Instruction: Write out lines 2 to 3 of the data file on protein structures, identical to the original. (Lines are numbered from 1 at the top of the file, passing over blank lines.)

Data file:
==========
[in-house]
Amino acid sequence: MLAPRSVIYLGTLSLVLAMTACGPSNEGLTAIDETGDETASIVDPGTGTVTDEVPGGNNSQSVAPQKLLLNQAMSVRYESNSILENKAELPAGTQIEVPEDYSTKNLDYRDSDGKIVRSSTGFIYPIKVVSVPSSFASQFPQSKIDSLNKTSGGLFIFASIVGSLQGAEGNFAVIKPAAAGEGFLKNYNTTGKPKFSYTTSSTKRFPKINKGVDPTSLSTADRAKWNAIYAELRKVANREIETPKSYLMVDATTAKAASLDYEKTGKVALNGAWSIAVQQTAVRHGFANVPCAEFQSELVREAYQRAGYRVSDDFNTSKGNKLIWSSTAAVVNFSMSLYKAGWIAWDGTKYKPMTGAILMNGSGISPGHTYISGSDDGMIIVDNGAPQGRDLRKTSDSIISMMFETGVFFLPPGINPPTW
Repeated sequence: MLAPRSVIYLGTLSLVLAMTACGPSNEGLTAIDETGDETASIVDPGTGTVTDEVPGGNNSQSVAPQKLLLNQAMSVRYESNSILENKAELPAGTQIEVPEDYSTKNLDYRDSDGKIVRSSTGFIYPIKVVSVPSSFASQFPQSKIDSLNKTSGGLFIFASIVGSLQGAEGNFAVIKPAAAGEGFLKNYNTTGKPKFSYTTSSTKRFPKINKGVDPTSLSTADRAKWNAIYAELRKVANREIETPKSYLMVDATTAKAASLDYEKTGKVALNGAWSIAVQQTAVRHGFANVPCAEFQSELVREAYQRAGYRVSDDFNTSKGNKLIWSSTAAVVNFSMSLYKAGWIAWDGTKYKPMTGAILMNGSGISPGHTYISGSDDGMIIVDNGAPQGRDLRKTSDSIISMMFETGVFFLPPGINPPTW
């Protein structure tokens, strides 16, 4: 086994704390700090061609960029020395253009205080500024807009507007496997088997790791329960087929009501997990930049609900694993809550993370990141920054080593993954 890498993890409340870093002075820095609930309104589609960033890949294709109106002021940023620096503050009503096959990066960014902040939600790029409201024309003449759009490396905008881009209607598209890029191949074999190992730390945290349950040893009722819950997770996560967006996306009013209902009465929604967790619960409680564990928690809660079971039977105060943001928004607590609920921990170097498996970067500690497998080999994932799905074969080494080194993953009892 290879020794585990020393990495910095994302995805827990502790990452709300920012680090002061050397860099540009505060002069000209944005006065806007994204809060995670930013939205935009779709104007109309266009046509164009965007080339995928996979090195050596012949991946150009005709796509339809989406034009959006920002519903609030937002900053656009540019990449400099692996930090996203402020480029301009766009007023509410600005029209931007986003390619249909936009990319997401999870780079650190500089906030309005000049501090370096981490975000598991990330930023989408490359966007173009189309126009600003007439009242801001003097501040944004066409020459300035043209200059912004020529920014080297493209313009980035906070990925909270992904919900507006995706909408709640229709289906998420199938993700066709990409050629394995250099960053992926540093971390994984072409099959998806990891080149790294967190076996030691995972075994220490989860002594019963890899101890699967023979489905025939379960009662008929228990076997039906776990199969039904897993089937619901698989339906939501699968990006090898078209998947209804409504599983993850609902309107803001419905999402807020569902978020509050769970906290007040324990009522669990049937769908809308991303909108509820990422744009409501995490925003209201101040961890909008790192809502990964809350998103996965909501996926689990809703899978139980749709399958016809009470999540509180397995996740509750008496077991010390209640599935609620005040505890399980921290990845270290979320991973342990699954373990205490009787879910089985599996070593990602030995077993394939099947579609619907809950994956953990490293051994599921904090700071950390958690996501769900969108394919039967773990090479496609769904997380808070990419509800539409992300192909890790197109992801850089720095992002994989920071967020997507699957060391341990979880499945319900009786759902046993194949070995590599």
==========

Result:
Amino acid sequence: MLAPRSVIYLGTLSLVLAMTACGPSNEGLTAIDETGDETASIVDPGTGTVTDEVPGGNNSQSVAPQKLLLNQAMSVRYESNSILENKAELPAGTQIEVPEDYSTKNLDYRDSDGKIVRSSTGFIYPIKVVSVPSSFASQFPQSKIDSLNKTSGGLFIFASIVGSLQGAEGNFAVIKPAAAGEGFLKNYNTTGKPKFSYTTSSTKRFPKINKGVDPTSLSTADRAKWNAIYAELRKVANREIETPKSYLMVDATTAKAASLDYEKTGKVALNGAWSIAVQQTAVRHGFANVPCAEFQSELVREAYQRAGYRVSDDFNTSKGNKLIWSSTAAVVNFSMSLYKAGWIAWDGTKYKPMTGAILMNGSGISPGHTYISGSDDGMIIVDNGAPQGRDLRKTSDSIISMMFETGVFFLPPGINPPTW
Repeated sequence: MLAPRSVIYLGTLSLVLAMTACGPSNEGLTAIDETGDETASIVDPGTGTVTDEVPGGNNSQSVAPQKLLLNQAMSVRYESNSILENKAELPAGTQIEVPEDYSTKNLDYRDSDGKIVRSSTGFIYPIKVVSVPSSFASQFPQSKIDSLNKTSGGLFIFASIVGSLQGAEGNFAVIKPAAAGEGFLKNYNTTGKPKFSYTTSSTKRFPKINKGVDPTSLSTADRAKWNAIYAELRKVANREIETPKSYLMVDATTAKAASLDYEKTGKVALNGAWSIAVQQTAVRHGFANVPCAEFQSELVREAYQRAGYRVSDDFNTSKGNKLIWSSTAAVVNFSMSLYKAGWIAWDGTKYKPMTGAILMNGSGISPGHTYISGSDDGMIIVDNGAPQGRDLRKTSDSIISMMFETGVFFLPPGINPPTW